Don’t hate the player
I’m not angry at the people selling you the dream. They, like most of us freelancers and business owners, are on that freelance hustle too. They are only further pursuing their ambitions and finding ways to fund their lifestyles. I also don’t want to discourage you from pursuing a life of travel. I travel as often as I do because I make it a priority. So while some people like to buy nice shoes and clothes, I like to spend my money on two things: home renovations and at least a couple of big trips with my family a year, with some smaller ones in between.
After building my audience, I needed access to the trips and opportunities that would grow my content and I went on many trips over the years where I was hosted and received complimentary meals and experiences, but it was and is always WORK. These trips are an agreement where I am investing my time, my experience, and my skills, on a possible story or feature that will, first (and more importantly) be of interest to my readers, but will also yield a positive outcome for my hosts.
The promise of a positive feature in exchange for a complimentary stay or experience is unethical, and if your hosts are of the thinking that it is the least you owe them for their troubles, then walk away. It is never worth jeopardizing your credibility and the trust people have in you.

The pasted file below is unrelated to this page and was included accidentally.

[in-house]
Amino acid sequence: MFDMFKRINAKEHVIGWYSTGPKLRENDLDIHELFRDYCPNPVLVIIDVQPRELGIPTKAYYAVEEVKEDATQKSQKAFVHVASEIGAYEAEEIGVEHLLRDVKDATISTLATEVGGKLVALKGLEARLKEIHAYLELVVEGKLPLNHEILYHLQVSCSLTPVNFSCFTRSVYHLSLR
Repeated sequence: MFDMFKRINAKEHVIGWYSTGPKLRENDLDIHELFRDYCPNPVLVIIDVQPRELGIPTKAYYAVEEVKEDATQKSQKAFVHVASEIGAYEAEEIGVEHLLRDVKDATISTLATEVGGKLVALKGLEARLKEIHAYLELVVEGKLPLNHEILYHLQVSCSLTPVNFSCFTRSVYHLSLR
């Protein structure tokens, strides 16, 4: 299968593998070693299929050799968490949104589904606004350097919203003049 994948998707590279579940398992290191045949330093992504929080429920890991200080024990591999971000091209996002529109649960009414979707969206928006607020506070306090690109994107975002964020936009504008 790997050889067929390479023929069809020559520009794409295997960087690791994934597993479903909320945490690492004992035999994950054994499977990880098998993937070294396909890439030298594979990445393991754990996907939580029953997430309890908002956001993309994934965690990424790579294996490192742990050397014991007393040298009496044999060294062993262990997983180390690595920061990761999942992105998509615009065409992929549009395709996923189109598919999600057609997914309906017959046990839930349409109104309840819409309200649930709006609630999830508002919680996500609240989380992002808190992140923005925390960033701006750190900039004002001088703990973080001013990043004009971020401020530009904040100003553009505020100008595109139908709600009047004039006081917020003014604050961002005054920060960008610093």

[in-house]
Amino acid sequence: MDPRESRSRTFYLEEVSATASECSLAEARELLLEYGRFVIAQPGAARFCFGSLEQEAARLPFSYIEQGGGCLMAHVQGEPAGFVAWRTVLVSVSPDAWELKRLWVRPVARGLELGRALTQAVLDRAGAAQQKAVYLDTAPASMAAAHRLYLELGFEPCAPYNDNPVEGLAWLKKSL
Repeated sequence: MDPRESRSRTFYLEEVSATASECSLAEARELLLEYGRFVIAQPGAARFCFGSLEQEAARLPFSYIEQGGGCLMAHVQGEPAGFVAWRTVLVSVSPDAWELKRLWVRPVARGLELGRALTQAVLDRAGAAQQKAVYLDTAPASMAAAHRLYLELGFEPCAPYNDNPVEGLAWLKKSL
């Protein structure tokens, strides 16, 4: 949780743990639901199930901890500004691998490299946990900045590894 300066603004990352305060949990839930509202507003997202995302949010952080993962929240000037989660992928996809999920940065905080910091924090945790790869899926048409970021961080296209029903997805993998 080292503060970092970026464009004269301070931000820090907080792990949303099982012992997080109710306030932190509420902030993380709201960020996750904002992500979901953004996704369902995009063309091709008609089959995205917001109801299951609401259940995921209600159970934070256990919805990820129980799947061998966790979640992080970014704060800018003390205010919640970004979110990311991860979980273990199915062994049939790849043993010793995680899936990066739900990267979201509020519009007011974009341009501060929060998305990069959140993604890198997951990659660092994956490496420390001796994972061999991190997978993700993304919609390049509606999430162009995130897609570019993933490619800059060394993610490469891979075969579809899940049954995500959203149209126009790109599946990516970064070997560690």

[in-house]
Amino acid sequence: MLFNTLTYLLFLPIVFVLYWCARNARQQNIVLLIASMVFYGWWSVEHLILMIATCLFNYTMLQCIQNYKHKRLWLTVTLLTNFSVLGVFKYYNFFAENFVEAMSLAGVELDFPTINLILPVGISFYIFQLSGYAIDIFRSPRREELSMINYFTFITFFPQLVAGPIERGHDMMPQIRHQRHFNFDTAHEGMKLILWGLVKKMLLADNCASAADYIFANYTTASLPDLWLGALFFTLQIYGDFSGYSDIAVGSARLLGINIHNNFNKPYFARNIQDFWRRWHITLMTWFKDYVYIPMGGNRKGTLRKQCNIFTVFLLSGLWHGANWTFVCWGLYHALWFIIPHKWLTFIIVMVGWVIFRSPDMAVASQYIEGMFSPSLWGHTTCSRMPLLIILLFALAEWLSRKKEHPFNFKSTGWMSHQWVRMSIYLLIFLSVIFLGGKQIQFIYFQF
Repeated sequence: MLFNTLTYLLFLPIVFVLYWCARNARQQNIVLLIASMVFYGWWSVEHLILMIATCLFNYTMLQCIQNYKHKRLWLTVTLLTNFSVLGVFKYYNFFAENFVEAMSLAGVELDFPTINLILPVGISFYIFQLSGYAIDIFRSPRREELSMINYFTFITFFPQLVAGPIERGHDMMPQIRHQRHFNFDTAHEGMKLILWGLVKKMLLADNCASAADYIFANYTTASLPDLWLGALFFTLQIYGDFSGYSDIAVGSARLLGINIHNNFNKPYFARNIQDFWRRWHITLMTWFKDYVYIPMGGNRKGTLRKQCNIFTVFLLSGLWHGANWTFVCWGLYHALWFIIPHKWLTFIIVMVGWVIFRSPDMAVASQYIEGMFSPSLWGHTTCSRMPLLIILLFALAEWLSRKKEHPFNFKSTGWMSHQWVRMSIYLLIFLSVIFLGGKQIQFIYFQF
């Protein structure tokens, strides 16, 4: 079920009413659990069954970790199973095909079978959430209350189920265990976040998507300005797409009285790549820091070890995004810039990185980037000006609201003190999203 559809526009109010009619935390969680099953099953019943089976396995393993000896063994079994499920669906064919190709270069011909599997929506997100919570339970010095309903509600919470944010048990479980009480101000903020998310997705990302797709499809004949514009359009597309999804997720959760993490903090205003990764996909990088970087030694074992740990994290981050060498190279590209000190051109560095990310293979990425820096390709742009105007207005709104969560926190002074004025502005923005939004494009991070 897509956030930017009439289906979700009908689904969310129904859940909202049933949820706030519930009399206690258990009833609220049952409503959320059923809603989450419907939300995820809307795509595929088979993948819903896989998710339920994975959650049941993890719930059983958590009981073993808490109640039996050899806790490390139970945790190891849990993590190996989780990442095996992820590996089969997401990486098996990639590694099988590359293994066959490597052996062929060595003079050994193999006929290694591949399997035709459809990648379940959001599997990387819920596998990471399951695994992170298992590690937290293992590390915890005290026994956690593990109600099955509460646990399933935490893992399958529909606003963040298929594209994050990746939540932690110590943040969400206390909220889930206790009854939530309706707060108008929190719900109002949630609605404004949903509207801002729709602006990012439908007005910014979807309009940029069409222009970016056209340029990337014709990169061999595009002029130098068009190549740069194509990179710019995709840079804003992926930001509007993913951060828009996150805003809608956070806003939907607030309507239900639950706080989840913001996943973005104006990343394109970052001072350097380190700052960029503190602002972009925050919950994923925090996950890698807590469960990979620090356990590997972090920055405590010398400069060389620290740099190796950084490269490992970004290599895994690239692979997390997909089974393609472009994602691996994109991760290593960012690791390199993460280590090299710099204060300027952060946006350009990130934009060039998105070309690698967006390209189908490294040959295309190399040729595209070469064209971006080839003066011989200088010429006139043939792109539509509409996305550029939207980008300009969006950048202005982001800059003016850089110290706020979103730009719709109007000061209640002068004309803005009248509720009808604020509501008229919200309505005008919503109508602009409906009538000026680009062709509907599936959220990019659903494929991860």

Find and partner with destinations and brands who understand and value you for what you bring to the table. Who respect your work and the working relationship you both have agreed on. A complimentary hotel isn’t just making your travel experience easier, it is also one of the most cost-effective ways to generate marketing and public relations for a business. They are just as lucky to have you, as you are for them giving you the opportunity.
The expectation from any sponsor or host that you will show up with the intent to work is fair and exactly how this whole thing operates. Show up, be professional, be ready to get to work. You are not on vacation, even if your Instagram says otherwise.
And if this whole travel for free approach sounds like it’s going to take more than what it ultimately gives, especially if you find yourself still struggling for things like food, or a bed, then maybe what you are searching for is not so much how to live off of freebies, but rather how to grow a business successful enough to pay for travel and other wonderful things in life.
Take it from me, that’s a much sweeter deal.